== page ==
A little about the light - the interesting thing about NDEs is that the people who have had them are very varied, yet all report remarkably similar features (the light at the end of the tunnel being only one of them). In other words, there are Buddhists, Christians, Hindus, Muslims, atheists, non-believers etc who have had NDEs, yet whatever their religious beliefs (or lack thereof), the experience is universal etc. Since it is improbable that all these people are lying (or would lie with such uniformity), a possible approach is see how what different religions teach about the immediate afterlife may be reconciled with such NDE accounts. One highly plausible conclusion we could draw is that in fact, no religion has no exclusive monopoly on "God" (whatever that is) - since the "light" radiating kindness etc appears to people of all religions and of no religion. More on NDEs.

Moving on - the politics of Tibet/China don't interest me. I have to confess that I have only a vague understanding of what went on then. My interest is in spirituality - so what interests me about Tibetan Buddhism is really Tibetan Buddhism, not Tibetan politics. Similarly, what interests me about Christianity is Jesus as spiritual leader, not Jesus as politician, although many of his activities were certainly highly political in nature.

You pose this question -

"Could our higher brain functions itself be an impediment to our happiness and fulfilment?"

Why, yes, certainly, I would say so .... The question then is whether you could alter those higher brain functions. That is what meditation seeks to do (click here for a scientific study on how meditation permanently alters the physical structure of the brain) and since in terms of mental functions, deep prayer is akin to meditation, we may surmise that prayer would have the same effect. Prayer/meditation is central to many religions, but then meditation can be completely secular as well. Since NDEs also occur to atheists, and Maslow's peak experiences also do not rely on the person being religious, it seems that profound spiritual experiences are potentially available to everyone - belief in a religion is not a prerequisite (see for instance Saul in the Bible, and how he became Paul) - although atheists who have spiritual experiences may well not recognise or describe them as such. On that note - my reminder again is not to mistake descriptions of truth, for truth itself. The truth can manifest itself to us, but we could describe and recognise it in fundamentally different ways.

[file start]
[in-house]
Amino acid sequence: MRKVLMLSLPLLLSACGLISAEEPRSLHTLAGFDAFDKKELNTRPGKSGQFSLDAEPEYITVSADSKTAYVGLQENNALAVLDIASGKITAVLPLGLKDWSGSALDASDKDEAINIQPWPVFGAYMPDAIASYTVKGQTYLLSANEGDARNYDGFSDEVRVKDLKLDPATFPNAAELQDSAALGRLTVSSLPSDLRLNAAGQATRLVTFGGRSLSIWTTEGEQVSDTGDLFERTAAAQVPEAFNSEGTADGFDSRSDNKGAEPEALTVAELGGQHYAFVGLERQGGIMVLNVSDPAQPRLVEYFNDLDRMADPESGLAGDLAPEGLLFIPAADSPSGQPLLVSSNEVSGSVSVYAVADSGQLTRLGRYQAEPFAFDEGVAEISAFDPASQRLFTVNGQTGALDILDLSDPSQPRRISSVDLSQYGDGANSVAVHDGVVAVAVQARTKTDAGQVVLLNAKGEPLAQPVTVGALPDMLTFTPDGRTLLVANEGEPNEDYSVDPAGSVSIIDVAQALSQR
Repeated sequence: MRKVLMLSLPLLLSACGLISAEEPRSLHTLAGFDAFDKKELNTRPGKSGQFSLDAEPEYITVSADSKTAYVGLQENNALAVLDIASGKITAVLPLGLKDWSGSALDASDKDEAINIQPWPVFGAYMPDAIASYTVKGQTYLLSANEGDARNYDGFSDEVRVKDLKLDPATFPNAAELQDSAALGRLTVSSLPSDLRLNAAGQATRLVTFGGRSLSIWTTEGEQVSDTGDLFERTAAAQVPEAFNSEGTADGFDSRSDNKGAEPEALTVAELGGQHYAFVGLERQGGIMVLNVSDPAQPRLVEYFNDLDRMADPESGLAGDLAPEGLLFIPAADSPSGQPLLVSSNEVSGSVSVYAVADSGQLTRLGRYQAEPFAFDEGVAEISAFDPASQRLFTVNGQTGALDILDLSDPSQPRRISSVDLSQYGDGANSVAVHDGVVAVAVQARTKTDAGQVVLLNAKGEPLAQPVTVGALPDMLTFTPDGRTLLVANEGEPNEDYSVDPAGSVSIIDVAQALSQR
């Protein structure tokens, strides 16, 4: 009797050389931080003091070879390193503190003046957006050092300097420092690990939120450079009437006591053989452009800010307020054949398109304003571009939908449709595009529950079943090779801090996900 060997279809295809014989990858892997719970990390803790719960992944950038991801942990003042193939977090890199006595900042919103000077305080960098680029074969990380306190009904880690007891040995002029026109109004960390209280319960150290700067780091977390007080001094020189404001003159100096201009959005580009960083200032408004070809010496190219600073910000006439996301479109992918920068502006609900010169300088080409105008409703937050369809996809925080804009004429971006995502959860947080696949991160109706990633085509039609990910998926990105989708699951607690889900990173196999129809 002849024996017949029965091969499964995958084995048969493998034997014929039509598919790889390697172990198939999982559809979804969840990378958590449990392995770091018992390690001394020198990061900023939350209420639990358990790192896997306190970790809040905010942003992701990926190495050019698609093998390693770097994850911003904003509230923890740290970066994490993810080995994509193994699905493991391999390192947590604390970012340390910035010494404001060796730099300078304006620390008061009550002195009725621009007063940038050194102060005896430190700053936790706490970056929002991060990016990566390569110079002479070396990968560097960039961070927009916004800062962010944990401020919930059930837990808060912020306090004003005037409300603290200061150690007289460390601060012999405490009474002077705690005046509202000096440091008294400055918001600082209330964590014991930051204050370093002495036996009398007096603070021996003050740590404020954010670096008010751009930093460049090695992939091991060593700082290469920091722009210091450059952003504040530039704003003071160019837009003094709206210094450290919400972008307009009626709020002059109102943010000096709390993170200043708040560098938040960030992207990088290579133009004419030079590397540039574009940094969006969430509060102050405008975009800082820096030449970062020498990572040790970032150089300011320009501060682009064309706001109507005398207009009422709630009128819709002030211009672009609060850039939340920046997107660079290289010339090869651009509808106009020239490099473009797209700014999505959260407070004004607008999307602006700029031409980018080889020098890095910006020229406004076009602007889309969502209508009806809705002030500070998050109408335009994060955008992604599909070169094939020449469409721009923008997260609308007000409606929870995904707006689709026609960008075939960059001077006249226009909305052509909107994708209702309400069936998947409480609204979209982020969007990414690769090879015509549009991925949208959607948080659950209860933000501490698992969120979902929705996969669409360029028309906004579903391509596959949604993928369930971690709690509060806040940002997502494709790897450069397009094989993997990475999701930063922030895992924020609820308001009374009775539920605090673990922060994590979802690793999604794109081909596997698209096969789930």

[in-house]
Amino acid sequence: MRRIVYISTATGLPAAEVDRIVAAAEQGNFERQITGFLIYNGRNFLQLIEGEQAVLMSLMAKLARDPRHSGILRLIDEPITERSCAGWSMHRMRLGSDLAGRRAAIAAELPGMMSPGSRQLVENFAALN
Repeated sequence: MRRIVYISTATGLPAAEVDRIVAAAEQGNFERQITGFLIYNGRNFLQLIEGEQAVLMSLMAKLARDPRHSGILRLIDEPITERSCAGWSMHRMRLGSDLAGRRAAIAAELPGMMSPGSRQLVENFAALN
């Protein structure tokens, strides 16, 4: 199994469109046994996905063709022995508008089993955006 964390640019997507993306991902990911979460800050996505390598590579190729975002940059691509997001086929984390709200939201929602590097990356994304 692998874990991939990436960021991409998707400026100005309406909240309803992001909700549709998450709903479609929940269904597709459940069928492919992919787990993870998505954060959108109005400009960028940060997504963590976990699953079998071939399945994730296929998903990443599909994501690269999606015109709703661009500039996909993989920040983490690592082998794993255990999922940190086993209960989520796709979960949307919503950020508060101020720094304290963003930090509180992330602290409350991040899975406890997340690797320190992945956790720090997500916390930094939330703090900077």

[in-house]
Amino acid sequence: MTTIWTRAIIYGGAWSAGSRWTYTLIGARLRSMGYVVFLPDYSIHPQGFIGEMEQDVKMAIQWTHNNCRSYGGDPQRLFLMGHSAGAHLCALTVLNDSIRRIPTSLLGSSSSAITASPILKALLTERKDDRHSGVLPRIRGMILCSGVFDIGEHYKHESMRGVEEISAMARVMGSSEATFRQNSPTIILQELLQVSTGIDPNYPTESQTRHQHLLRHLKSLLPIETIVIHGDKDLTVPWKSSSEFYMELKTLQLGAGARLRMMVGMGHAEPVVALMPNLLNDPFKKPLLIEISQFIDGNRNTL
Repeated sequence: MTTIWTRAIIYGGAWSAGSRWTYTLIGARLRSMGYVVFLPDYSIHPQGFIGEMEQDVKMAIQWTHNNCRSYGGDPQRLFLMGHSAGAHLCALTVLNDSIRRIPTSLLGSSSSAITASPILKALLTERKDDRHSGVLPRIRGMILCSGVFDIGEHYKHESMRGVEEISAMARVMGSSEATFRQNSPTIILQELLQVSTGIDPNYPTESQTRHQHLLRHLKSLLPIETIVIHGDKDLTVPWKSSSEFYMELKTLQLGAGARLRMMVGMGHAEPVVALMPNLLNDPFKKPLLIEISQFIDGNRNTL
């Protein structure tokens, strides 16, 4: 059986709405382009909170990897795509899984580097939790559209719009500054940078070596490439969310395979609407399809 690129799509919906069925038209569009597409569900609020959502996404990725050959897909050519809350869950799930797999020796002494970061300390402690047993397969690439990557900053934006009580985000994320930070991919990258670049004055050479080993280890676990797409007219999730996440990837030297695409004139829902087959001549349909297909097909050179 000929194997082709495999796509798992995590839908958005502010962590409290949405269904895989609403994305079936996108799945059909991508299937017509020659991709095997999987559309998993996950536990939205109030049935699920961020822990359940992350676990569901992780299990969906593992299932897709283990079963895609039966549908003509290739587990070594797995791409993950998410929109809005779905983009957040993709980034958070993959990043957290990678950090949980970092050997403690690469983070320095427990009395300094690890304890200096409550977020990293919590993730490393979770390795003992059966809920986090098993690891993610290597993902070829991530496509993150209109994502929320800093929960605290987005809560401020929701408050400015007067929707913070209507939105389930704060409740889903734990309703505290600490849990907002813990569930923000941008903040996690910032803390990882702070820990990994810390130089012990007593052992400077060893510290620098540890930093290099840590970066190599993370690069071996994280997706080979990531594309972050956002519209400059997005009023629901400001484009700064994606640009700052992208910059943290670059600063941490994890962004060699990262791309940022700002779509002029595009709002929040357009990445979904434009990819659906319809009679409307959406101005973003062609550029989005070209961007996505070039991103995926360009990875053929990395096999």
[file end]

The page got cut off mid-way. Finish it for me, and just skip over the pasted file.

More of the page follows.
.M.A.N.I.M.A.L. said...

Hi Mr Wang:

Nice repartee! Thanks for your energetic research & info. You've restored my faith in your tolerance of dissension.

Nevertheless, I hope you had or if you haven't, please do spare some of your valuable time to read this article by Michael Parenti PhD (Yale) if only to add to your already extensive knowledge of things under the sun.

ps. Wow, inspired by Mr Wang's eg, I've now learnt how to code a html link so others can just click to whatever article I refer to & not force readers to do a clumsy cut-&-paste job into the address bar (refer to my earlier post) - thanks!
Please forgive the gushing 'cos I guess I miss the coding & website building craze when www was still young. So if you don't know something, nevermind: Just Keep Learning New Things!

Anonymous said...

"What if for some happiness is when they inflict suffering for others, what then?"